Nutrition, Wellness

I am no longer plant-based


That’s right everyone, I am no longer plant-based…

Well, here’s the truth: I am no longer using the term plant-based to describe my nutrition. I am vegan, that’s my reality and that will always be me. I have been vegan for 7 years now, but for the majority of that time I always said that I was plant-based. In all honesty I said it as a way to “take the edge off” so that it wouldn’t cause any kind of conflict or aggressive reaction from others. People tend to hear the term vegan and think animal rights protests and extreme judgement of omnivores. So I decided to try to avoid that by using a different term and telling everyone that I was choosing to eat this way for health reasons. But, that’s really only half the story.

I stopped eating meat a decade ago and became pescetarian. The thing that prompted me to do so was when I was at a restaurant with my family one evening (a restaurant known for their ribs smothered in a bbq sauce) and so I ordered the ribs as usual, I always really enjoyed them. When my plate came and I looked down it suddenly occurred to me what I was actually eating. I placed my hand on my midsection and could feel my own rib cage and needless to say that was it. I realized how icky it was and had this sudden image of what it would be like if roles were reversed and this happened to humans. To this day I still get nauseated whenever someone talks about or describes a rack of ribs that they ate. That and pulled pork; I noticed that people tend to make a pulling/shredding motion with their hands when they talk about pulled pork. Usually I try to zone out and go to my happy place whenever someone talks about these things.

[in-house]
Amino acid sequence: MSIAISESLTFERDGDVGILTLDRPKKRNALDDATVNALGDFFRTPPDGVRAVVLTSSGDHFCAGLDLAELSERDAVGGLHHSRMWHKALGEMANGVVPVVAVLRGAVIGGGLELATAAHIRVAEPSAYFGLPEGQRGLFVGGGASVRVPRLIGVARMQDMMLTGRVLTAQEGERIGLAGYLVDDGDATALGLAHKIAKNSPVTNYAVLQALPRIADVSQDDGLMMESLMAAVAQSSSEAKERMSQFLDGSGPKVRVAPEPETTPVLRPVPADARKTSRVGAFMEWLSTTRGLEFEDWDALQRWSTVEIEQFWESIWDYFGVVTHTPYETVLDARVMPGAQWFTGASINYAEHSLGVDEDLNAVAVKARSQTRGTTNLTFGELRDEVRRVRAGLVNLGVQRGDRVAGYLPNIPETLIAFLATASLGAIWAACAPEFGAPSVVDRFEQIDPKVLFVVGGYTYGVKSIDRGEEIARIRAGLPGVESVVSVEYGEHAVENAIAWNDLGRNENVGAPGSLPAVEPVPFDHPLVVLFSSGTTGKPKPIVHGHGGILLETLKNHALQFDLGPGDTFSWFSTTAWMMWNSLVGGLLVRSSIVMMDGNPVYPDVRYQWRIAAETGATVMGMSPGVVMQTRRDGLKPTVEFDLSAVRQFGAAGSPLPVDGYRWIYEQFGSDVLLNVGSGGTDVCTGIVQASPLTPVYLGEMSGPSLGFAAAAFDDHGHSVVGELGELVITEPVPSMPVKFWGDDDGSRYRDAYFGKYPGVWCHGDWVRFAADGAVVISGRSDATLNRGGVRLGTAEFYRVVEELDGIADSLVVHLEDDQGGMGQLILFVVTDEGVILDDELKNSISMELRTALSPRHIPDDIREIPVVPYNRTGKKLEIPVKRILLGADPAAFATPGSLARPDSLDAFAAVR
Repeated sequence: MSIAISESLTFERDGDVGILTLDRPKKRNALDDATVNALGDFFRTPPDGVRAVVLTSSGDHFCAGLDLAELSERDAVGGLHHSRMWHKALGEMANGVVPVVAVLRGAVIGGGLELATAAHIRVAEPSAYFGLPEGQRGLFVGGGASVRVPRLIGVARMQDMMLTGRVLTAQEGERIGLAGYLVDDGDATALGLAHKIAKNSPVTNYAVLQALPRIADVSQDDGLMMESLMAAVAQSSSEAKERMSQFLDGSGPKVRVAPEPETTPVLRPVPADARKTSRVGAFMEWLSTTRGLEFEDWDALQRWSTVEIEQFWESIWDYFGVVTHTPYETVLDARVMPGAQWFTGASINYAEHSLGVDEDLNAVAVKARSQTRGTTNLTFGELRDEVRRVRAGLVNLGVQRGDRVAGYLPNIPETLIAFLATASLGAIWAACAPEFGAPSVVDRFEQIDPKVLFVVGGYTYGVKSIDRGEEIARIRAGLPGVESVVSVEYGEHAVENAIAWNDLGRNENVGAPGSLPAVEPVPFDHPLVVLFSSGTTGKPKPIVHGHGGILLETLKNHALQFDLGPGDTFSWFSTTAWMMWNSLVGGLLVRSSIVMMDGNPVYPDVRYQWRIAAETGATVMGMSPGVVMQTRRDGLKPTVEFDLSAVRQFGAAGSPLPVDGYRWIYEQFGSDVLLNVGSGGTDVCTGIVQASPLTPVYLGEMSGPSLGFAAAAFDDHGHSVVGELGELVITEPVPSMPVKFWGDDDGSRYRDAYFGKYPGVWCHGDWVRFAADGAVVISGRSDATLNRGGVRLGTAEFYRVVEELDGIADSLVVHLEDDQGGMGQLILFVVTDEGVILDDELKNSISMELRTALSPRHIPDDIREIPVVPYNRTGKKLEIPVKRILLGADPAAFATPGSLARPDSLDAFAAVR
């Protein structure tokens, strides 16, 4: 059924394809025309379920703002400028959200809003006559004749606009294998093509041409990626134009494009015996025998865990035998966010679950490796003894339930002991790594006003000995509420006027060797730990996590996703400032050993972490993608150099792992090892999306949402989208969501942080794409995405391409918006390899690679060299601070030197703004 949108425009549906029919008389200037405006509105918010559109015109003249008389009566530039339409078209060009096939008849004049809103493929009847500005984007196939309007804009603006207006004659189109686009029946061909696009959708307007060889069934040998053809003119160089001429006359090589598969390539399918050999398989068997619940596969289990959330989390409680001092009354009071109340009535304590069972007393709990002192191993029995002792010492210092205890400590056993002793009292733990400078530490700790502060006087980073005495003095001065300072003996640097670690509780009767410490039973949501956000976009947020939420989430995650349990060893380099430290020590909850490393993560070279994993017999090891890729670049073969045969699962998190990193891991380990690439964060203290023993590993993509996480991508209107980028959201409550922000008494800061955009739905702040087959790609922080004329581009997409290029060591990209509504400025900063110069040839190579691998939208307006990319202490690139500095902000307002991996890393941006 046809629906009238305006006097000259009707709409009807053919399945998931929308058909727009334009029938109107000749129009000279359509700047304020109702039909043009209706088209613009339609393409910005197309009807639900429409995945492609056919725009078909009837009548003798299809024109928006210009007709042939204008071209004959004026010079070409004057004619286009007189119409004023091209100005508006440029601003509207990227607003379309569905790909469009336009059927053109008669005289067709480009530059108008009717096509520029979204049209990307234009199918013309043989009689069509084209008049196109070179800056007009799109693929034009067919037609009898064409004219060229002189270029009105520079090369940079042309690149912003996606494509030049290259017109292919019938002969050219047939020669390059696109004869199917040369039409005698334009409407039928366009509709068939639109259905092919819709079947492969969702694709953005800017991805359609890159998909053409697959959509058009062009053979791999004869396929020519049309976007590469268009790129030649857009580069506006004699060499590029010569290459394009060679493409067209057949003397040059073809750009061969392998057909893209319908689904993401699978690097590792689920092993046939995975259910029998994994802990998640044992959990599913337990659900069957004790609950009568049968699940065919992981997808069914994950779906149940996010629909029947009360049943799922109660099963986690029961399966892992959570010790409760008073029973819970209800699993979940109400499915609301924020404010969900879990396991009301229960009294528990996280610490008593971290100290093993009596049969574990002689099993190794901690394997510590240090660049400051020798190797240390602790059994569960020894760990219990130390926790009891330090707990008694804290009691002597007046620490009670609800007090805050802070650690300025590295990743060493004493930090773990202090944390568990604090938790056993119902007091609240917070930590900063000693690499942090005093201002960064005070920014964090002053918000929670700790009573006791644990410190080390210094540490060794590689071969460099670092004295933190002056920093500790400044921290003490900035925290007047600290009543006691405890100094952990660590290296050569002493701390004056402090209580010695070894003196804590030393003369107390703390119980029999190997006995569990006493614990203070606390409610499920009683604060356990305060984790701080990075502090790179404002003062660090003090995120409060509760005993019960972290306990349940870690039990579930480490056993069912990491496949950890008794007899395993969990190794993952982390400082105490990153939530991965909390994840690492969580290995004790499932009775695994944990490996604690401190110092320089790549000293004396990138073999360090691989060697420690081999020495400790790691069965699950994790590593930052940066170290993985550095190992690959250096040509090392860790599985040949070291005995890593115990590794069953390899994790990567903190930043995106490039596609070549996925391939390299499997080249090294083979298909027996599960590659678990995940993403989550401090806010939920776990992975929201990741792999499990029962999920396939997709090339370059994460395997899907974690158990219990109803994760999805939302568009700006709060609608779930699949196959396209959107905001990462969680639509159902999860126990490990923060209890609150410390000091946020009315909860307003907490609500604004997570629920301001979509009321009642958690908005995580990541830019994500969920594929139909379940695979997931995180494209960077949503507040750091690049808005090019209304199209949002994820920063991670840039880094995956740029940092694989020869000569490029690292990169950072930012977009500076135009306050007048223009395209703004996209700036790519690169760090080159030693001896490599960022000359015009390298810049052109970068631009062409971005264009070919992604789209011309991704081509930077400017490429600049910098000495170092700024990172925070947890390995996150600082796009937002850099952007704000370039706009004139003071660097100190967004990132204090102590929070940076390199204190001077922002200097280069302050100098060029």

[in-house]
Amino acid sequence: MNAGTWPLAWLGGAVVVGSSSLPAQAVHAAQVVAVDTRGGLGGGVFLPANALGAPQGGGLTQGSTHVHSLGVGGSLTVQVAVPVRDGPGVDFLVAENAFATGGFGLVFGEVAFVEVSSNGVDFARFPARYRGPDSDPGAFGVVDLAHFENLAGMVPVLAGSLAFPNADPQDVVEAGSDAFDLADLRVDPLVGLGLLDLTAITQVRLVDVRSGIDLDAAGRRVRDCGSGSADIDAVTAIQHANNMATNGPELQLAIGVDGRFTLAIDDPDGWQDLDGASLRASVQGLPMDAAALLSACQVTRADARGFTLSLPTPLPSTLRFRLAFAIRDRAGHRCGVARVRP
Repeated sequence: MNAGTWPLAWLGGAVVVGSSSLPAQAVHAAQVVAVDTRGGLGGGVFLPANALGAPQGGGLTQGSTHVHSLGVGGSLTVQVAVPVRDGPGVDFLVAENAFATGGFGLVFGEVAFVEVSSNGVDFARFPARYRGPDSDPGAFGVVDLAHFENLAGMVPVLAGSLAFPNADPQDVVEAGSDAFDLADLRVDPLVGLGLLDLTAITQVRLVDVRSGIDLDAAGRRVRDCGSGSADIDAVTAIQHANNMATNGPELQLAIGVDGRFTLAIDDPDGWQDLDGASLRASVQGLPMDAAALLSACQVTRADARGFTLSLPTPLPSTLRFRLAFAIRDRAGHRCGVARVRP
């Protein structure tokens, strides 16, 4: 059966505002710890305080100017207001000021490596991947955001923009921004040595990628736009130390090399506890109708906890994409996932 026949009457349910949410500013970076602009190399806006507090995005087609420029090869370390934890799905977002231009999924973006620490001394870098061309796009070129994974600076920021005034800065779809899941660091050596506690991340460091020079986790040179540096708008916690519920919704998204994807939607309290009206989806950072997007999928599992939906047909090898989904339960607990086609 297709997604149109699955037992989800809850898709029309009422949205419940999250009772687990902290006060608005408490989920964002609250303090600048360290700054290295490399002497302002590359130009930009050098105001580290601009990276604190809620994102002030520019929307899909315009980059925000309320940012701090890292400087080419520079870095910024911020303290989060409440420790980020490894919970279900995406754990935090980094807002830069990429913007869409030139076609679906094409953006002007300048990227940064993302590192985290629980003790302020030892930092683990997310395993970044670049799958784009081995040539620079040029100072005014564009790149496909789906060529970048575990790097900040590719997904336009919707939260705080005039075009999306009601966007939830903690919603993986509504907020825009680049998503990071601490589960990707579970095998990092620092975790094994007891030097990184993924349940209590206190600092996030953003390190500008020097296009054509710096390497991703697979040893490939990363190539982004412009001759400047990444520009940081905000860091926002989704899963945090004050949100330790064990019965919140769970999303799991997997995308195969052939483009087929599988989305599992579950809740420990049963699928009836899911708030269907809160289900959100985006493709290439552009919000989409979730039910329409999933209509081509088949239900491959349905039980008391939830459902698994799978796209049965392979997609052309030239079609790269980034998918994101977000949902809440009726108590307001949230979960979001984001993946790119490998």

Three years later I transitioned to veganism all because of one book that I borrowed from my sister, The Kind Diet by Alicia Silverstone. It really spoke to me and opened my eyes to this way of life. I did think that part of it was intense and a bit overdoing it (like not using a microwave, or eating sea vegetables at most meals), but I was intrigued. This was also right around the time that I started fasting for lent where every year for 40 days you basically adopt a vegan diet (no food or drinks from animals at all). So I started reading up about the benefits of this nutrition not just health-wise, but on the environment and based on animal welfare as well. I tried out all kinds of funky recipes and started finding more and more reading material that inspired me to go even further. Once my fast for Lent was over I decided that going forward whenever I would prepare my own meals I would make it vegan and that if I found a vegan option at a restaurant I would always order that. It was great. I started ordering pizza without cheese at restaurants and asking servers for giant salads without the standard grilled chicken and cheese. Gradually over about 6 months I completely eliminated all animals from my diet altogether and I felt really great and I never missed anything that I “gave up”.